How am I to respond to the God who makes this promise to me?
When does a promise matter? Of course, it always matters! But we are most sensitive to promises when we are in need. If you are a parent, a teacher, or anyone who works with children, you know that what we say to them matters, especially our promises. How many times have you heard, “But you said… !!”? Children don’t say that just because. They say it when they need something. When they have been counting on something to happen, but it doesn’t look like it will. Then they remind us of what we said.
When life throws us a curve that tempts us to doubt God’s goodness, this is when we rely on God’s promises. As His children, we can say, “God, you promised this.” We don’t say it to remind Him because we think He forgot. We say this to remind ourselves of God’s presence, His peace, His guidance, His strength, His love—and so much more. Often this reminder requires trusting Him, even though we don’t understand. Yet we do trust Him and affirm our trust by saying, “AMEN!”No matter what happens, we have HOPE because God keeps every promise He makes.
What is the Timeless Principle God’s Promise Represents?
We add an additional step by making a summary statement–something we can remember easily that applies to all of life. After all, the purpose of studying God’s Word is life-change!
No matter what happens, we have hope because God keeps every promise He makes.
I don’t know about you, but I need this! I need to know that my hope and my trust are not misplaced. That God keeps every promise He makes. Every single one. I need to know…
- When awful things are happening in the world, God promises that He is in control (Psalm 91:1-16). Satan WILL be defeated (Revelation 12:10) and God WILL punish the wicked (Isaiah 13:11).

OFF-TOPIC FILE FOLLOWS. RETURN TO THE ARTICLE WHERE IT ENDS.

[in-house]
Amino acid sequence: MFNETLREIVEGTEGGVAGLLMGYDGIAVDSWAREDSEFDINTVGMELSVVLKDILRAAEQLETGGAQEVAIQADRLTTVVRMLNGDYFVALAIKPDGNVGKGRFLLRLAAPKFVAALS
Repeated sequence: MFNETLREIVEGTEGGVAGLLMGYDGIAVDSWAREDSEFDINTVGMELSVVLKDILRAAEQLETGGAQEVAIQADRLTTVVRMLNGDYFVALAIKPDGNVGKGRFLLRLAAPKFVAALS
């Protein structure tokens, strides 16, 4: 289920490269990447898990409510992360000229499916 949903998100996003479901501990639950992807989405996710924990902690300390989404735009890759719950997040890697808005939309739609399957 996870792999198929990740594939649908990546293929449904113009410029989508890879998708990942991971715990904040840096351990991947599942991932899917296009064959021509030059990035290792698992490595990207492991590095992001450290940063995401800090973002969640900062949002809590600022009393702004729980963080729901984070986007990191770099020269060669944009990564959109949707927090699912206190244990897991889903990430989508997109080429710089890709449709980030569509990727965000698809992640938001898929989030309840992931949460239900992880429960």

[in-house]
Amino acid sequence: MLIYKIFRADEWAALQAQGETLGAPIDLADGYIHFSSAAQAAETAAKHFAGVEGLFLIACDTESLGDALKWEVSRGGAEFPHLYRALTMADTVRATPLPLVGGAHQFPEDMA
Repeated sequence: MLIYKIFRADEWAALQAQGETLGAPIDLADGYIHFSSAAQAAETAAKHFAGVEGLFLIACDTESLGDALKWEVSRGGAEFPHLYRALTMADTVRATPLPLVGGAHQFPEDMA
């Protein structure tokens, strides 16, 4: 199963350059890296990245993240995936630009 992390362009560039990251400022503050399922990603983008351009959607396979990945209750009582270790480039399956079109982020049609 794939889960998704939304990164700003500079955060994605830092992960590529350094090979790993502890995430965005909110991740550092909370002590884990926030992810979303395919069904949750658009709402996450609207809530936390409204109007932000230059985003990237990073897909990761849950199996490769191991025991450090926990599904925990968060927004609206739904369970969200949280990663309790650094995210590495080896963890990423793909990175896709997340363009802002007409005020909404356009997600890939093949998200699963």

- When the price of gas continues to skyrocket and it looks like my checking account balance isn’t enough to get through the month, God promises to supply ALL my needs according to His riches in Christ Jesus (Philippians 4:19).
- When I’m fearful, God promises to be with me always (Hebrews 13:5). Not only is God with me (Matthew 1:22-23), He is in me (Ephesians 3:17) and He gives me His peace (Isaiah 32:17; John 14:27).
- When I’m feeling despondent and hopeless, God promises to renew and strengthen me (Isaiah 40:31) and give me rest (Matthew 11:28).
According to researchers, the Bible contains more than 7000 promises from God to us. Studying them gives me assurance that He loves me, He is in control, and He will never leave me.
Be encouraged with the following verses about God’s faithfulness. (Do you have a favorite promise from Scripture? I’d love to hear about it!)
- “God is not human, that he should lie, not a human being, that he should change his mind. Does he speak and then not act? Does he promise and not fulfill?” (Numbers 23:19)
- “Jesus Christ is the same yesterday and today and forever.” (Hebrews 13:8)
- “Let us hold unswervingly to the hope we profess, for he who promised is faithful.” (Hebrews 10:23)
- “being confident of this, that he who began a good work in you will carry it on to completion until the day of Christ Jesus.” (Philippians 1:6)
Here’s the video for the song, “Promises.” It’s super cute.